After class Madison and I went to a restaurant called 7 Mares (7 Seas). It was not a good experience, because the waiter wouldn't tell us the offers they had in moneda nacional so it was expensive and my grilled fish was not very fresh, so I didn't eat it all. Then the waiter asked us if we didn't like it and I told him that it was okay but he was insulted. When he gave me change at the end (3.50CUC) he gave it to me all in small coins. He was pretty passive-aggressive. Now we know that we shouldn't eat there again anyways.
The conferencia was about education in Cuba. It was a pretty long one, but I liked it. I like that in Cuba you can continue studying your whole life without paying anything. The special education program is also really good and for the 5 years that students are in college, transportation and lodging is covered and they also receive a small stipend for other things.
Pepe was there after the conferencia to tell us that they sent Duane back to the US. He was in Varadero from Monday to Wednesday so he had to leave the program and flew out yesterday.
Madison and I were going to walk the Malecon yesterday, because the works of art won't be there after the Bienal ends on Monday, but she didn't want to walk that far in the heat so I went alone.
It was a long walk (from Avenida 23 and Presidente to the Capitolio/Parque Central in Old Havana via the Malecon and Paseo) but I enjoyed it a lot. I took a lot of photos (including ones for other tourists along the way) and I saw a lot of cool art. I was looking at a sculpture called El Arco (the bow - the archery kind) when a Cuban guy and his girlfriend talked with me a bit. He told me that the sculpture represents the Santeria religion and the oricha Ochosi (I think) who fights oppression. (The sculpture was made of bows, arrows and chains). I had liked the sculpture because it represented archery, but I had a new appreciation after his explanation.
I saw a lot of Cuban daily life yesterday--men fishing along the Malecon and couples kissing in the shade of its towers, a man dressed all in white (but still very fashionably) with red and black beads (the colors of Chango/Santa Barbara in the Santeria religion), kids skateboarding and playing soccer in Paseo and artists selling sculptures and colorful paintings.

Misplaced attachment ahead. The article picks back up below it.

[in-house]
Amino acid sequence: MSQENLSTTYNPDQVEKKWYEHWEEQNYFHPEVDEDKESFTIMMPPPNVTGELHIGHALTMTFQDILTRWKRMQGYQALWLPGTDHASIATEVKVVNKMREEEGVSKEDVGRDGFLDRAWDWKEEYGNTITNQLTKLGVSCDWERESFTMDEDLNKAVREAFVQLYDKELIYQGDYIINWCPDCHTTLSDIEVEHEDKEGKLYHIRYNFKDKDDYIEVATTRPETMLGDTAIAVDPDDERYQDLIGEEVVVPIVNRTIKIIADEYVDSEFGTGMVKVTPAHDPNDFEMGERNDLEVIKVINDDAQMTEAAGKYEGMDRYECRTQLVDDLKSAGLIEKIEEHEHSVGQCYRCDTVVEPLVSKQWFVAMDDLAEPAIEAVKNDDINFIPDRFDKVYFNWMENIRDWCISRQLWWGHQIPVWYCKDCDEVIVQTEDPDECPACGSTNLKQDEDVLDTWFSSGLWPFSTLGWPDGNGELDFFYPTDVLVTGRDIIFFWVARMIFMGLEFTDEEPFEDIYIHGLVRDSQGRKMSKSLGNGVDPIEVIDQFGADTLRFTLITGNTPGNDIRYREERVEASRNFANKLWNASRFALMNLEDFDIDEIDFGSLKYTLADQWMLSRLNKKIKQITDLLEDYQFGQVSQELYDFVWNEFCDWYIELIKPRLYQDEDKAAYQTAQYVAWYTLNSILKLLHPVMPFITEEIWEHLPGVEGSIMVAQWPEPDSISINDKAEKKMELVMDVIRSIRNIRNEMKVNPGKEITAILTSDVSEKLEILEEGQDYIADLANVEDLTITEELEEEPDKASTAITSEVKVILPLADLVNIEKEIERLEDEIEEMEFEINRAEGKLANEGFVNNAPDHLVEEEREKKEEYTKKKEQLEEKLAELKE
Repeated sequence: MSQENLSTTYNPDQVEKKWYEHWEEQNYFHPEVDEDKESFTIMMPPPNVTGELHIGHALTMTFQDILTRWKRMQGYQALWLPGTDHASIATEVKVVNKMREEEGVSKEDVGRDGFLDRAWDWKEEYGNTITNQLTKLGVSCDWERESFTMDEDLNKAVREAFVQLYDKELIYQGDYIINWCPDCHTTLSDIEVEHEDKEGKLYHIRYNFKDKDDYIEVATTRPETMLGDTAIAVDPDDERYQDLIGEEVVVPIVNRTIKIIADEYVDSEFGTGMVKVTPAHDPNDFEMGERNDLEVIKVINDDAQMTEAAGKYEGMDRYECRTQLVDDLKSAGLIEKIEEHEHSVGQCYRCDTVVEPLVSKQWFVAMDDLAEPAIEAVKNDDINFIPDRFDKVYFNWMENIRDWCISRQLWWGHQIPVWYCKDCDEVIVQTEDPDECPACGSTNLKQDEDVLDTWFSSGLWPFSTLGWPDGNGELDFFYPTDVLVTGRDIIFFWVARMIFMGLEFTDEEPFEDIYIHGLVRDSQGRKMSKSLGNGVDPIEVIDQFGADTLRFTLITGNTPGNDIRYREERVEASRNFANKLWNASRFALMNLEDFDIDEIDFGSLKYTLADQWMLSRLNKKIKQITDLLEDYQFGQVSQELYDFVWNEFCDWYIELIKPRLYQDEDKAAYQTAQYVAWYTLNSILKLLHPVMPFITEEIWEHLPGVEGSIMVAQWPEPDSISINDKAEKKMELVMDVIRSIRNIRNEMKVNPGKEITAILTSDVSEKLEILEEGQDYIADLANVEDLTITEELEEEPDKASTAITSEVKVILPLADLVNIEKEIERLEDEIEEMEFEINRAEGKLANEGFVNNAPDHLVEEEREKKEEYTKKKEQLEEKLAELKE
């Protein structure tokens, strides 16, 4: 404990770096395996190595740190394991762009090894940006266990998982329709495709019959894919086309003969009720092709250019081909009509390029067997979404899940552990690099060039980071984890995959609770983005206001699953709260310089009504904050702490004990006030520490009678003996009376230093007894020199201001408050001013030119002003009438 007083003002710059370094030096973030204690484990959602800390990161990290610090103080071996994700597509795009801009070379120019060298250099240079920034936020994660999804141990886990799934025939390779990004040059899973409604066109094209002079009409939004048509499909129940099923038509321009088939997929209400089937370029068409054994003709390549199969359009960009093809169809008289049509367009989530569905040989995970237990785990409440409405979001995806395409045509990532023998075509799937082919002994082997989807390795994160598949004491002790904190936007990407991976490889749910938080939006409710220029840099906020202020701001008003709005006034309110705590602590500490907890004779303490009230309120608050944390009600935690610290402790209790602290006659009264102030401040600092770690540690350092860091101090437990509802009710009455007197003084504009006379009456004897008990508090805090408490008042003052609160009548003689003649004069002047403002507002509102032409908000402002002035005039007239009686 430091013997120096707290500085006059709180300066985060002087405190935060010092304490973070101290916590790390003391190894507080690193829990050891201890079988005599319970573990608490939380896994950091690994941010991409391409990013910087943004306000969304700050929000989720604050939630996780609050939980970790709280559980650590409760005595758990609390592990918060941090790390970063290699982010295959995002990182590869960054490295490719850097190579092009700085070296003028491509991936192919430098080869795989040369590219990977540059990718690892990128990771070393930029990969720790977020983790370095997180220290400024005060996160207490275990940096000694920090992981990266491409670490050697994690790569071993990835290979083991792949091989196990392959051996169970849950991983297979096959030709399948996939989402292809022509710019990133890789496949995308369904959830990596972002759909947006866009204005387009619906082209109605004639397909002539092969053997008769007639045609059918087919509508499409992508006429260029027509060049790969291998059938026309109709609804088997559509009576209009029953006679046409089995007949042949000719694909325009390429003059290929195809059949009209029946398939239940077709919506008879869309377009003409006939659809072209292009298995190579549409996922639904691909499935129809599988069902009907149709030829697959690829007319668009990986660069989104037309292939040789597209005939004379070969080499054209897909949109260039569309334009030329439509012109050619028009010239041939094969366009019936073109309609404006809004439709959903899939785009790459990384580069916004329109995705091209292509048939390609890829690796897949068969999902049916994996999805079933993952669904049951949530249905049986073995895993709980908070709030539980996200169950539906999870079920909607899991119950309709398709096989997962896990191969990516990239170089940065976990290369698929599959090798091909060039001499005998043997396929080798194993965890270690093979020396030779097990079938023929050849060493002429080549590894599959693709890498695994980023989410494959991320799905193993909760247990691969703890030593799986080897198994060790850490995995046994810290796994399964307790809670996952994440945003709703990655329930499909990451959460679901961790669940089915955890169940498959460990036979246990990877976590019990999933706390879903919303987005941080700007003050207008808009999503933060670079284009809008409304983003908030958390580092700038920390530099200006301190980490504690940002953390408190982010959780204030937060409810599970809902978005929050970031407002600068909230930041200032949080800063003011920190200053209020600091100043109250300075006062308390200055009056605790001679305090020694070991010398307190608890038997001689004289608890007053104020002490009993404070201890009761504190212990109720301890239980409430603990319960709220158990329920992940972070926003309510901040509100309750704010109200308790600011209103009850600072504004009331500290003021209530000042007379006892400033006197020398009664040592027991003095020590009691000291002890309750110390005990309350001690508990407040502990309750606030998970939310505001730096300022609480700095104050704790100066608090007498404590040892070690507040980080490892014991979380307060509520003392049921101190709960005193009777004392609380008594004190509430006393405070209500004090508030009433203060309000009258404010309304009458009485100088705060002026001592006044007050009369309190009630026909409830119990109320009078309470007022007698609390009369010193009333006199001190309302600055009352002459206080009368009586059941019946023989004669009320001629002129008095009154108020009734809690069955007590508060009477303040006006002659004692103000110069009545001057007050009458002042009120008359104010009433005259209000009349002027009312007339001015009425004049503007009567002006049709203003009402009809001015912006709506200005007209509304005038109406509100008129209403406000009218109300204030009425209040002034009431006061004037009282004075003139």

I took a maquina to Avenida 23 and Calle 6 and walked the last two blocks to my house. I was thinking that I may not walk this way too many more times now. The whole group was going to go to Fabrica de Arte after dinner last night, but Rachel was tired and then Cassi and Lauren didn't want to go, so I walked alone to Brittany and Madison's house. I saw Emily while I was walking and she wanted to go to, but Trina didn't, so she didn't end up going either.
However, Fabrica de Arte (FAC) was awesome! There are a lot of different rooms and concerts going on in different areas at different times throughout the night. The art was really interesting, the drinks were strong and tasty and the environment was really chill. We even saw Cristina, a Swedish student from the university, there and she said she couldn't believe that it was our first time there in our three weeks in Havana.
Madison got pretty tired and and left us after about an hour. Brittany and I enjoyed ourselves and talked a lot about the trip. We get along well, Brittany and I, and I was happy I went out with her last night.
We walked to her house together and then I walked alone to my house. When I was walking to my house, I enjoyed the little windows I saw into Cuban life--old men smoking cigars, grandmas sitting in rocking chairs, the rhythm of music coming from various houses--but when I returned to my house the street was silent. I could see three or four stars of the Big Dipper and a sliver of the moon for the first time since South Dakota.
I arrived at my house around one in the morning and Lute wasn't very happy with me. I'm still not sure if it was because I was out too late or because I walked home in the dark. I think that maybe our host families are more worried about us after the whole incident with Duane. I suppose that the next time I go out, I'll have to take a taxi, although I didn't feel unsafe last night and I really enjoyed my solitary stroll.
Today she wasn't upset with me anymore, so I think we're good. To be honest, today was a struggle for me. I have a cold or something, including a runny nose, a cough, and a sore throat. This means that the Cubans have a hard time understanding me and I get frustrated because I need to repeat everything when it hurts to talk.
It was also super hot today and I was by myself all day, and for the first time I started to feel lonely. I miss Ryan a lot and I wish that he could be here. I feel ready to return to the US but I know that I should enjoy my last week here.